The U.S. would defend Taiwan in the event of a Chinese attack, according to President Joe Biden. The U.S. government has an "obligation" to do so, Biden told CNN TV Thursday night (local time). Biden said not to worry about Washington's military strength because China, Russia, and the rest of the world know that the U.S. is the strongest military in the world. "I don't want a cold war with China. I just want China to understand that we are not going to back down and change our views," the U.S. president said.
The communist leadership in Beijing regards Taiwan as part of the People's Republic and threatens to conquer it. The U.S. has committed itself to Taiwan's ability to defend itself - which up to now has mainly meant supplying weapons. The question of military assistance in the event of an attack has usually been deliberately left open.
After a citizen's question on the topic, CNN anchor Anderson Cooper hammered away at Baltimore's Town Hall and asked Biden, referring to China, "Are you saying the United States would defend Taiwan if it tried to attack?" Biden responded by saying, "Yes, we have an obligation to do that."
Such a declaration of military support by the U.S. in Asia has so far been reserved for its close allies Japan and South Korea, where U.S. forces also have a significant military presence. Recently, tensions around Taiwan had increased significantly.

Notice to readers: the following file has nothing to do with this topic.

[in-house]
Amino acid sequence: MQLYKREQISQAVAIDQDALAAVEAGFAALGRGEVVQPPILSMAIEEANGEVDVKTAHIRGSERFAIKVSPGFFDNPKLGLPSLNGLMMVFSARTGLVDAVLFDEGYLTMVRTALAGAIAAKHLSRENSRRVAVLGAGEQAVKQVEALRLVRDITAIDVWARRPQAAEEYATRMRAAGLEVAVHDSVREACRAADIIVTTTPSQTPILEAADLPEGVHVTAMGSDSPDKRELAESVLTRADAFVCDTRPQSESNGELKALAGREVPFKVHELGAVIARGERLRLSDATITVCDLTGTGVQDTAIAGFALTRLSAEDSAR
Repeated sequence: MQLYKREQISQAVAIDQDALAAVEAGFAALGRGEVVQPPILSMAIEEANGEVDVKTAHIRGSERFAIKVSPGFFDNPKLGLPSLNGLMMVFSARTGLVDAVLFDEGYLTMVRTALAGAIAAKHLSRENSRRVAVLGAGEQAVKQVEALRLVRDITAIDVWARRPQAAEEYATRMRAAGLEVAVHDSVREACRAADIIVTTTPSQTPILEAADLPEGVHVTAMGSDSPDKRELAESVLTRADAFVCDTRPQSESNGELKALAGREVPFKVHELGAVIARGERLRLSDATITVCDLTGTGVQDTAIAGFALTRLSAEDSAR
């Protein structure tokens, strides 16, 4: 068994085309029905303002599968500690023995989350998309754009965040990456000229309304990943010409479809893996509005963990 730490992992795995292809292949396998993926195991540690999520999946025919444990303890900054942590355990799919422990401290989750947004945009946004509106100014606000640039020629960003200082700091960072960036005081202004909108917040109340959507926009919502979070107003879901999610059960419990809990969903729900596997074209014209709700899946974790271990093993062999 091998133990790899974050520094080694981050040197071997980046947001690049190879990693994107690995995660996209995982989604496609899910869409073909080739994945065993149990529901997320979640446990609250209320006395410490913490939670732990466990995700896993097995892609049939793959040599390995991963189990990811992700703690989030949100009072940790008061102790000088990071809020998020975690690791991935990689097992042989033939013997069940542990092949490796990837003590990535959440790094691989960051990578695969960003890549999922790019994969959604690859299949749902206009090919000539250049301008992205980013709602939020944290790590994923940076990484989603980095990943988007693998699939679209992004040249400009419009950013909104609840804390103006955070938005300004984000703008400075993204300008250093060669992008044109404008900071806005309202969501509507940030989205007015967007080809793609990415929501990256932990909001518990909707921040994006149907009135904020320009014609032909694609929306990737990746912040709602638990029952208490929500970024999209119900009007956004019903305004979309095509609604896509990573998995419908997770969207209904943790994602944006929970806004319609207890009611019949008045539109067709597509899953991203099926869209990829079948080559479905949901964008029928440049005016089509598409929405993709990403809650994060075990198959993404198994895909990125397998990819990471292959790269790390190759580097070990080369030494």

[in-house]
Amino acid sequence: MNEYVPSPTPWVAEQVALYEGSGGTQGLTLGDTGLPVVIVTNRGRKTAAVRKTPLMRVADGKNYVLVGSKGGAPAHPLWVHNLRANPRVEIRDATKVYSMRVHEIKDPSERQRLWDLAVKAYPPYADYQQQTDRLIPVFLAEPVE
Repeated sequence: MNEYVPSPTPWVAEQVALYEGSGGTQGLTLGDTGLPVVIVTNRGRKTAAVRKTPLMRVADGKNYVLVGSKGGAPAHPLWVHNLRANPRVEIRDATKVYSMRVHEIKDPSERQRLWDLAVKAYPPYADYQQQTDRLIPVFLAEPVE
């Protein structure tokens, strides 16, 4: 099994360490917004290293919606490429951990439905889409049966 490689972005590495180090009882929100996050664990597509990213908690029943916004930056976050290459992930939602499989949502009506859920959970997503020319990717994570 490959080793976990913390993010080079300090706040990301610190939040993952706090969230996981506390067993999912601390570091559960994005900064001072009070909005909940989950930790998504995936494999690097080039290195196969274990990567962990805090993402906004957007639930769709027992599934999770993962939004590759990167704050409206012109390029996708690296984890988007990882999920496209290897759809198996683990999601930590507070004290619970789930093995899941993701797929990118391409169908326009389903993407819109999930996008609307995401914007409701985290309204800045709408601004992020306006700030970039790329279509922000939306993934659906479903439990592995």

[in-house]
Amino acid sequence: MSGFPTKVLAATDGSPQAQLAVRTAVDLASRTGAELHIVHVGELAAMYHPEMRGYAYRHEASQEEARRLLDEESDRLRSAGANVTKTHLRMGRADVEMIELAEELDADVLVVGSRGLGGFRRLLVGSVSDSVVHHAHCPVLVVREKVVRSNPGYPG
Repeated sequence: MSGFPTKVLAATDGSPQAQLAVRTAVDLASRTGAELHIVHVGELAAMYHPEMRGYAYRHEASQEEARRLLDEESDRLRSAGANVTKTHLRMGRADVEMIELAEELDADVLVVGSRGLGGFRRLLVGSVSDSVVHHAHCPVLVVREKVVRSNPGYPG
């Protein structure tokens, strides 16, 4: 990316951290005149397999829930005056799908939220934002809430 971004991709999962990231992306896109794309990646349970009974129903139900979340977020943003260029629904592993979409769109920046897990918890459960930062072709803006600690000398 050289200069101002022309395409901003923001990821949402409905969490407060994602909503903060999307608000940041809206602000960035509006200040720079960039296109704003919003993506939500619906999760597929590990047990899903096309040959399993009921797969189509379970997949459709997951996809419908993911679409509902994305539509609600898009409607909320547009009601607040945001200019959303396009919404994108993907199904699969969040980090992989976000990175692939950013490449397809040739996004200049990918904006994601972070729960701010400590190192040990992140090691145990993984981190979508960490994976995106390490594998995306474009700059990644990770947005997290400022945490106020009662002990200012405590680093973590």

A record number of Chinese military aircraft had repeatedly entered Taiwan's Air Defense Identification Zone (ADIZ) to test its air defenses. Military tensions between Taiwan and China are at their highest in more than 40 years, according to Taiwanese Defense Minister Chiu Kuo-cheng.Beijing regards Taiwan, which seceded from China in 1949, as a renegade province that should be reunited with the mainland - by military force if necessary. China's President Xi Jinping had recently reiterated China's claim to reunification with Taiwan.
China and the U.S. are at odds over many issues. But the Taiwan issue is seen as the point of contention most likely to trigger an armed confrontation between the world's two largest economies. The incoming new U.S. ambassador to Beijing, career diplomat Nicholas Burns, said Wednesday that China is not to be trusted on Taiwan. In a hearing in the Senate Foreign Relations Committee, which must confirm his nomination, Burns recommended selling more weapons to Taipei to bolster its defenses.